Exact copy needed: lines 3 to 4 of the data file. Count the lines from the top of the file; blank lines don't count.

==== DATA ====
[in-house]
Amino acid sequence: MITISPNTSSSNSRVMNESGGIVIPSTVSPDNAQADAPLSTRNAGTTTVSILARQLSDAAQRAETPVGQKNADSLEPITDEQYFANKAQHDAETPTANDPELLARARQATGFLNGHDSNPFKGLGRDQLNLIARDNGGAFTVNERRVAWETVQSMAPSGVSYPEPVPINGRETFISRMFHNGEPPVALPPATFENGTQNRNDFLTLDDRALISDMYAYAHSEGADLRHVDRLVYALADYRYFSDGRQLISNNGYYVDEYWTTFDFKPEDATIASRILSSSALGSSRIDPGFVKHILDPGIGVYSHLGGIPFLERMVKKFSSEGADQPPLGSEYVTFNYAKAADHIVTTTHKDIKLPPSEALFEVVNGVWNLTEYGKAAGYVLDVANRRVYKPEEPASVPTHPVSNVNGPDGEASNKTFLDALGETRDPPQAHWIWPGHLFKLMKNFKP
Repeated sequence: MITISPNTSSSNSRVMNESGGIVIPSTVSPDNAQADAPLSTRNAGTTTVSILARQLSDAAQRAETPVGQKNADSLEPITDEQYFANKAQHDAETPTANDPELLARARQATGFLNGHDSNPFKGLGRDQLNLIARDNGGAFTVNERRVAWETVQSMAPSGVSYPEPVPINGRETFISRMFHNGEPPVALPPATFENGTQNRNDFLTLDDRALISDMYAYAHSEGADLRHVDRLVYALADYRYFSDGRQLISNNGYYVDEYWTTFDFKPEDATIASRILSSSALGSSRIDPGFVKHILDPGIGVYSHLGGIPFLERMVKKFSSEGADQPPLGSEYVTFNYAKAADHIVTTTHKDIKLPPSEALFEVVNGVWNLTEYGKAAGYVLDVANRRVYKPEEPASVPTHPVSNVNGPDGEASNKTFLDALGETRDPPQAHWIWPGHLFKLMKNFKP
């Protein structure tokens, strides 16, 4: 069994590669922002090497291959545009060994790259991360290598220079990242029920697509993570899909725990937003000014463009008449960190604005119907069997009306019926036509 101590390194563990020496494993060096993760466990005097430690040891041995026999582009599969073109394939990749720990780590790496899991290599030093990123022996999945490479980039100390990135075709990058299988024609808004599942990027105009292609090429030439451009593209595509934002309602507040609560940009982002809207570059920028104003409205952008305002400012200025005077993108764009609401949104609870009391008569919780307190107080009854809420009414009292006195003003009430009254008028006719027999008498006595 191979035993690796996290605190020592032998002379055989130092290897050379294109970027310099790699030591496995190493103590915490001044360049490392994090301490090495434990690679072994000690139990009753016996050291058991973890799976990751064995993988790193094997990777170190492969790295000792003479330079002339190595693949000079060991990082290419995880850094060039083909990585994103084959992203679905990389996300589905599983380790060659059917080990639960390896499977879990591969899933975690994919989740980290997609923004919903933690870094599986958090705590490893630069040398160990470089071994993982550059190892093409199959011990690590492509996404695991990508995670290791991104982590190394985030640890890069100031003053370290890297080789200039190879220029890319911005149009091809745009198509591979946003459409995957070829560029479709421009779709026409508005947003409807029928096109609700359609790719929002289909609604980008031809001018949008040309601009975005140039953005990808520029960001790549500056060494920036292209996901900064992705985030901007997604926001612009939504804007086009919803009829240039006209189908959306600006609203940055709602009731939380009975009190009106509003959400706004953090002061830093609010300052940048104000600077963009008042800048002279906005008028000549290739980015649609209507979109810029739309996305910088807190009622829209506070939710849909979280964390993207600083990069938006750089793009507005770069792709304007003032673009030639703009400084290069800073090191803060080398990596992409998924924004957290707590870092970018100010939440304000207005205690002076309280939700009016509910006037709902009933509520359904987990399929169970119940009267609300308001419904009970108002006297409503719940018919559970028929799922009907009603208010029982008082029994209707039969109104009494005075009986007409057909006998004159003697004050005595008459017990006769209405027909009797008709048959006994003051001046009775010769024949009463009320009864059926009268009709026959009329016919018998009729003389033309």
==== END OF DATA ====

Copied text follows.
Repeated sequence: MITISPNTSSSNSRVMNESGGIVIPSTVSPDNAQADAPLSTRNAGTTTVSILARQLSDAAQRAETPVGQKNADSLEPITDEQYFANKAQHDAETPTANDPELLARARQATGFLNGHDSNPFKGLGRDQLNLIARDNGGAFTVNERRVAWETVQSMAPSGVSYPEPVPINGRETFISRMFHNGEPPVALPPATFENGTQNRNDFLTLDDRALISDMYAYAHSEGADLRHVDRLVYALADYRYFSDGRQLISNNGYYVDEYWTTFDFKPEDATIASRILSSSALGSSRIDPGFVKHILDPGIGVYSHLGGIPFLERMVKKFSSEGADQPPLGSEYVTFNYAKAADHIVTTTHKDIKLPPSEALFEVVNGVWNLTEYGKAAGYVLDVANRRVYKPEEPASVPTHPVSNVNGPDGEASNKTFLDALGETRDPPQAHWIWPGHLFKLMKNFKP
């Protein structure tokens, strides 16, 4: 069994590669922002090497291959545009060994790259991360290598220079990242029920697509993570899909725990937003000014463009008449960190604005119907069997009306019926036509 101590390194563990020496494993060096993760466990005097430690040891041995026999582009599969073109394939990749720990780590790496899991290599030093990123022996999945490479980039100390990135075709990058299988024609808004599942990027105009292609090429030439451009593209595509934002309602507040609560940009982002809207570059920028104003409205952008305002400012200025005077993108764009609401949104609870009391008569919780307190107080009854809420009414009292006195003003009430009254008028006719027999008498006595 191979035993690796996290605190020592032998002379055989130092290897050379294109970027310099790699030591496995190493103590915490001044360049490392994090301490090495434990690679072994000690139990009753016996050291058991973890799976990751064995993988790193094997990777170190492969790295000792003479330079002339190595693949000079060991990082290419995880850094060039083909990585994103084959992203679905990389996300589905599983380790060659059917080990639960390896499977879990591969899933975690994919989740980290997609923004919903933690870094599986958090705590490893630069040398160990470089071994993982550059190892093409199959011990690590492509996404695991990508995670290791991104982590190394985030640890890069100031003053370290890297080789200039190879220029890319911005149009091809745009198509591979946003459409995957070829560029479709421009779709026409508005947003409807029928096109609700359609790719929002289909609604980008031809001018949008040309601009975005140039953005990808520029960001790549500056060494920036292209996901900064992705985030901007997604926001612009939504804007086009919803009829240039006209189908959306600006609203940055709602009731939380009975009190009106509003959400706004953090002061830093609010300052940048104000600077963009008042800048002279906005008028000549290739980015649609209507979109810029739309996305910088807190009622829209506070939710849909979280964390993207600083990069938006750089793009507005770069792709304007003032673009030639703009400084290069800073090191803060080398990596992409998924924004957290707590870092970018100010939440304000207005205690002076309280939700009016509910006037709902009933509520359904987990399929169970119940009267609300308001419904009970108002006297409503719940018919559970028929799922009907009603208010029982008082029994209707039969109104009494005075009986007409057909006998004159003697004050005595008459017990006769209405027909009797008709048959006994003051001046009775010769024949009463009320009864059926009268009709026959009329016919018998009729003389033309």